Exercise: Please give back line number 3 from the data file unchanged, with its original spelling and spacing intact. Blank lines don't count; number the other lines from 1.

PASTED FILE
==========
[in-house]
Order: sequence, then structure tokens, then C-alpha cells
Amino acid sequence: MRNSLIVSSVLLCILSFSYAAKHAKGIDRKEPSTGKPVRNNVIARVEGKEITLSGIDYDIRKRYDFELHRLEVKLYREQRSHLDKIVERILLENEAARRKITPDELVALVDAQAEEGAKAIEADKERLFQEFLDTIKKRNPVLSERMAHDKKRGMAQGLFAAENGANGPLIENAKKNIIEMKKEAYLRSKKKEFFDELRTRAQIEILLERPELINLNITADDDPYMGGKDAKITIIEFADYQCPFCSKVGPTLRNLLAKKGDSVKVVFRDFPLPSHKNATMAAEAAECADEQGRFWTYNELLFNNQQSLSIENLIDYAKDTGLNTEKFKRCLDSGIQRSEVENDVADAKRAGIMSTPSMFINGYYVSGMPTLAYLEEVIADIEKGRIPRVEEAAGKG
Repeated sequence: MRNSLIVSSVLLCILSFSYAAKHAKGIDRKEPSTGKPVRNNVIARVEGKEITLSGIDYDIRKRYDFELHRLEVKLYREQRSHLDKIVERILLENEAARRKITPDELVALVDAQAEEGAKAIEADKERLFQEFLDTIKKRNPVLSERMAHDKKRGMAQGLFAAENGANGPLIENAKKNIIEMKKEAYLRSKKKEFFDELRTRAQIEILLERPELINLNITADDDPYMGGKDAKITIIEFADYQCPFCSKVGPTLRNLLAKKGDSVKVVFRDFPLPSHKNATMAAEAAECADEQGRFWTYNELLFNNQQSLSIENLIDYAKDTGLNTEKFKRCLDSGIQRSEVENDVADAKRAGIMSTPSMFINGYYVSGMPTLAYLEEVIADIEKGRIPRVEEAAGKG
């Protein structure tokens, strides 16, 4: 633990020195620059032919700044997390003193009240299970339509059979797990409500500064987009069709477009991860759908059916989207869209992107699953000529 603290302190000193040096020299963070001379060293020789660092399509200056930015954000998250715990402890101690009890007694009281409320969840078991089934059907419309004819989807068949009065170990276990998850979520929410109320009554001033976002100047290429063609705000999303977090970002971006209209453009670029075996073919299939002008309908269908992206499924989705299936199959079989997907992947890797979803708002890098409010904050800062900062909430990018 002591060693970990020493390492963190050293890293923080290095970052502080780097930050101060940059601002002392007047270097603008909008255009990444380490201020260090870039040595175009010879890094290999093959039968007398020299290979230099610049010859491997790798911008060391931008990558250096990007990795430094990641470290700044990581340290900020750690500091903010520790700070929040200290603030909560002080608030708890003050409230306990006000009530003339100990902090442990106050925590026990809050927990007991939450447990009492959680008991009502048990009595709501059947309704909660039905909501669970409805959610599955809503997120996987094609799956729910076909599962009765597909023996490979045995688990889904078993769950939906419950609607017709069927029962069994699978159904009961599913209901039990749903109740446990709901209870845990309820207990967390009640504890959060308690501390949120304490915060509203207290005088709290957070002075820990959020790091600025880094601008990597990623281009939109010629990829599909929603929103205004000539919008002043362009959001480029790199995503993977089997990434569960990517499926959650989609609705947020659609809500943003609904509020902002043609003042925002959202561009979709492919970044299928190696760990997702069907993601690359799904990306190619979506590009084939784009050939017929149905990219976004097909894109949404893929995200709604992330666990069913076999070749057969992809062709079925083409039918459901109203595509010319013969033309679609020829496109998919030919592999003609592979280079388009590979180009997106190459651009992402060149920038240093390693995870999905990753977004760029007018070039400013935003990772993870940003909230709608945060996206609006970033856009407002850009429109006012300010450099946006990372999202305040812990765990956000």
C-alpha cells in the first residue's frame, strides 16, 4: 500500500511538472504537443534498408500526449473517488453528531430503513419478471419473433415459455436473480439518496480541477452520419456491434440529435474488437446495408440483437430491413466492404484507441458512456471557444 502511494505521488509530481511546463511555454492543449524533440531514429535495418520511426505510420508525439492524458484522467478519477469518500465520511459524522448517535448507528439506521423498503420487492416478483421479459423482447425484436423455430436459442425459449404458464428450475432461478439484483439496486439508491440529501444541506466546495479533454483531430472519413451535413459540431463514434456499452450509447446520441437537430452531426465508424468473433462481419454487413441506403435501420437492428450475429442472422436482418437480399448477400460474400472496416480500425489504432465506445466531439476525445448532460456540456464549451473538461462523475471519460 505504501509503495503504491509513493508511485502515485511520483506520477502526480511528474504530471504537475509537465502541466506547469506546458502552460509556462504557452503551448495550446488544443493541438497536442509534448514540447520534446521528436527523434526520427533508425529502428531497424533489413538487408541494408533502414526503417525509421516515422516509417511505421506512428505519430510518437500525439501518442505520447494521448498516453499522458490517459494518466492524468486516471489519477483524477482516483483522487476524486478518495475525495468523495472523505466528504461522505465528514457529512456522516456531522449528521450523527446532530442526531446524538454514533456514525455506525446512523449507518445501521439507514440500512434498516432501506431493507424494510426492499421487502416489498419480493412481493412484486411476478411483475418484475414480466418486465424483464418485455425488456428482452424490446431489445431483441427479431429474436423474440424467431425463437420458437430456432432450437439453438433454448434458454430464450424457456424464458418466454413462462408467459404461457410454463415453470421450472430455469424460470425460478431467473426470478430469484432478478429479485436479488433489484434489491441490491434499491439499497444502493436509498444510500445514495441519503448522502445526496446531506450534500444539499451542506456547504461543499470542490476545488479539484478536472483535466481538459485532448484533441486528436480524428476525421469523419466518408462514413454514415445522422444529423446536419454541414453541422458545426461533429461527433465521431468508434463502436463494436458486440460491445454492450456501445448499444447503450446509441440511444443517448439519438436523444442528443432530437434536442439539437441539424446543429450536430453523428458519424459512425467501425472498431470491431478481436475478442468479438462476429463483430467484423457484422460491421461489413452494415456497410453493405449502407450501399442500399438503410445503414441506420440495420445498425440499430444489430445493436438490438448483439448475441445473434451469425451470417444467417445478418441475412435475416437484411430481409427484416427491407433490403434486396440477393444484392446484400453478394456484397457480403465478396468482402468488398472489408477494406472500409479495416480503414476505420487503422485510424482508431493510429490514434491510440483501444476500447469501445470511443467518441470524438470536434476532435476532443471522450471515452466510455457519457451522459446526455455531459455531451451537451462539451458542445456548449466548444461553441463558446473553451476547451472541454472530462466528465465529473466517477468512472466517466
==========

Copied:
Amino acid sequence: MRNSLIVSSVLLCILSFSYAAKHAKGIDRKEPSTGKPVRNNVIARVEGKEITLSGIDYDIRKRYDFELHRLEVKLYREQRSHLDKIVERILLENEAARRKITPDELVALVDAQAEEGAKAIEADKERLFQEFLDTIKKRNPVLSERMAHDKKRGMAQGLFAAENGANGPLIENAKKNIIEMKKEAYLRSKKKEFFDELRTRAQIEILLERPELINLNITADDDPYMGGKDAKITIIEFADYQCPFCSKVGPTLRNLLAKKGDSVKVVFRDFPLPSHKNATMAAEAAECADEQGRFWTYNELLFNNQQSLSIENLIDYAKDTGLNTEKFKRCLDSGIQRSEVENDVADAKRAGIMSTPSMFINGYYVSGMPTLAYLEEVIADIEKGRIPRVEEAAGKG